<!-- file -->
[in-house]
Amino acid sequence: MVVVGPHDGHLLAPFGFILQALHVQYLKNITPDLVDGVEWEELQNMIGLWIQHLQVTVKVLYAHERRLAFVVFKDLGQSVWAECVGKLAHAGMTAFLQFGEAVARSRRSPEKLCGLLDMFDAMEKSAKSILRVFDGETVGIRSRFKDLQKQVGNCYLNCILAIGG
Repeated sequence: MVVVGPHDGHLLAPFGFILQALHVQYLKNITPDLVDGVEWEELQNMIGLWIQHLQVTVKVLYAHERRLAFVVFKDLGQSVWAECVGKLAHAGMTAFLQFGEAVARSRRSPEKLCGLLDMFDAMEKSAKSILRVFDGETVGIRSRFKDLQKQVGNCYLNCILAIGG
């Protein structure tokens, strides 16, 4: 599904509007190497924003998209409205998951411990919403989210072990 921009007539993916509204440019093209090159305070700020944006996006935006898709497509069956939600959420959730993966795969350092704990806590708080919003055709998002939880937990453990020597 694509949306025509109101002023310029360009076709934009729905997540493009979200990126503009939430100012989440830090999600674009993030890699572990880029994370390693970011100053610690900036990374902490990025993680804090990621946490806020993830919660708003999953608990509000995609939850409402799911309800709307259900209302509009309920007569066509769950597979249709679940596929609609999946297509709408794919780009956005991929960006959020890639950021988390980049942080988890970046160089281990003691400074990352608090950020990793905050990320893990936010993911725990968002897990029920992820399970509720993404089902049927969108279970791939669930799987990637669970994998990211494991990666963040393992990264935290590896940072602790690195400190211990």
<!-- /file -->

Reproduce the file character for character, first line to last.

[in-house]
Amino acid sequence: MVVVGPHDGHLLAPFGFILQALHVQYLKNITPDLVDGVEWEELQNMIGLWIQHLQVTVKVLYAHERRLAFVVFKDLGQSVWAECVGKLAHAGMTAFLQFGEAVARSRRSPEKLCGLLDMFDAMEKSAKSILRVFDGETVGIRSRFKDLQKQVGNCYLNCILAIGG
Repeated sequence: MVVVGPHDGHLLAPFGFILQALHVQYLKNITPDLVDGVEWEELQNMIGLWIQHLQVTVKVLYAHERRLAFVVFKDLGQSVWAECVGKLAHAGMTAFLQFGEAVARSRRSPEKLCGLLDMFDAMEKSAKSILRVFDGETVGIRSRFKDLQKQVGNCYLNCILAIGG
């Protein structure tokens, strides 16, 4: 599904509007190497924003998209409205998951411990919403989210072990 921009007539993916509204440019093209090159305070700020944006996006935006898709497509069956939600959420959730993966795969350092704990806590708080919003055709998002939880937990453990020597 694509949306025509109101002023310029360009076709934009729905997540493009979200990126503009939430100012989440830090999600674009993030890699572990880029994370390693970011100053610690900036990374902490990025993680804090990621946490806020993830919660708003999953608990509000995609939850409402799911309800709307259900209302509009309920007569066509769950597979249709679940596929609609999946297509709408794919780009956005991929960006959020890639950021988390980049942080988890970046160089281990003691400074990352608090950020990793905050990320893990936010993911725990968002897990029920992820399970509720993404089902049927969108279970791939669930799987990637669970994998990211494991990666963040393992990264935290590896940072602790690195400190211990």